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Monday, August 31, 2009

Biggest Threat to Birds?

When I was at Audubon, I frequently had to deal with statements along the lines of "Global Warming is the greatest threat to birds and biodiversity in our lifetimes." Most of the time that would leave me scratching my head. How do we know if this is true or not? What about habitat destruction or modification? These are complex issues that leave most of us concerned but feeling helpless and wanting to just turn off the computer and head go birding.

What should we do about global warming when the issue seems to be so complex scientifically that it is hard to know what is really happening, let alone what we should do about it? How would we know if it is a bigger threat than habitat destruction or modification?

We've been trying to save birds for over 100 years and the news seems to just keep getting worse (a few bright spots like Kirtland's Warblers and California Condors--which we will have to manage forever--aside). Have the issues become so complex scientifically, politically, and culturally that all we can really do now is just enjoy the birds and hope for the best?


slybird said...

"Global warming is the greatest threat to birds and biodiversity in our lifetimes"? That's bull, in my humble opinion.

Habitat destruction (and its insidious derivative, fragmentation) is the greatest threat to birds and biodiversity in our lifetimes. I just don't see why anyone can think any different? Once humans spread into a location, the habitat ain't never coming back. It's a virtually irreversible process that won't be stopping any time soon.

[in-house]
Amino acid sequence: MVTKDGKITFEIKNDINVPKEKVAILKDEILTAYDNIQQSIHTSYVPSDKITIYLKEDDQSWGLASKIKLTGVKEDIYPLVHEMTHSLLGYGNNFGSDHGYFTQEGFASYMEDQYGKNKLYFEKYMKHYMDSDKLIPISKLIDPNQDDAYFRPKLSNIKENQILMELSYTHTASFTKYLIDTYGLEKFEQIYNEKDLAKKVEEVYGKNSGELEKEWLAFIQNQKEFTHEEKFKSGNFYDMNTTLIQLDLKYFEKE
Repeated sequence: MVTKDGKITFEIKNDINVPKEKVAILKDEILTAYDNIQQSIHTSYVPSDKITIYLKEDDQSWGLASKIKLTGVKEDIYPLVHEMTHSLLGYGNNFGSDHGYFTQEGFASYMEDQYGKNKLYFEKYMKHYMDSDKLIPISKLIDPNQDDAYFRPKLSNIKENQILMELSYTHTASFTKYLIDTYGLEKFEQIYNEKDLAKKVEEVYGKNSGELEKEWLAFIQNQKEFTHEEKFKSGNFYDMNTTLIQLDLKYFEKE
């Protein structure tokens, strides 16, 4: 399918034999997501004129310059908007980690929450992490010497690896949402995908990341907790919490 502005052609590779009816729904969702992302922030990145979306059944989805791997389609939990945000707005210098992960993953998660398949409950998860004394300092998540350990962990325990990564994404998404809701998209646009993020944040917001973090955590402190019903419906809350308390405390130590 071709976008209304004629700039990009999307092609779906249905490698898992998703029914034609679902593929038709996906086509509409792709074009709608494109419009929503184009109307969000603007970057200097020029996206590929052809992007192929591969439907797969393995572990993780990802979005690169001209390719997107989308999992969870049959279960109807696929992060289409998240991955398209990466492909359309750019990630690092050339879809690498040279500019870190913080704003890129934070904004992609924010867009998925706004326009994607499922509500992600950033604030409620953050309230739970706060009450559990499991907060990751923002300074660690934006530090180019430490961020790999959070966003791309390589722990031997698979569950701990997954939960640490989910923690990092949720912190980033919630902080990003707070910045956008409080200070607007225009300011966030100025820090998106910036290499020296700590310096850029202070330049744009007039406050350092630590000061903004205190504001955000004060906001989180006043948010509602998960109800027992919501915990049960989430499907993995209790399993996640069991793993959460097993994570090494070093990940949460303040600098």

Species diversity is strongly related to area. We've wrecked and reduced the area, so species diversity HAS to plummet accordingly. Most species won't be extirpated outright, there is a long slow decline where the fragmented populations are more subject to stochastic extinction. Spread the habitat out into fragments, the species in those fragments start winking out of existence, then the whole grid collapses. It's happening - there's all sorts of research showing how roads are barriers to gene flow between herp populations, interior forest birds in the neotropics won't disperse across even small open barriers to other fragments, the species densities of fragmented habitats declines slowly but surely over time.

I don't know how this process is going to end and I don't know what conservation's endgame is to address it. But I'm not optimistic.

Global warming, disease, pollution, hunting, are all factors lying on top of the baseline of habitat loss that will help push species over the brink. Ultimately, though, habitat loss should be the #1 concern of conservation.

But that's just my $0.02 :)


sue said...

It may be easier for some to just think it is a huge problem that the "little guy" can't do anything about than to actually make a difference by standing up to habitat destruction, domesticated cats and other issues we can tackle in our own backyards.

When someone believes global warming is the sole culprit, it is easy to lose personal responsibility and our own activism.

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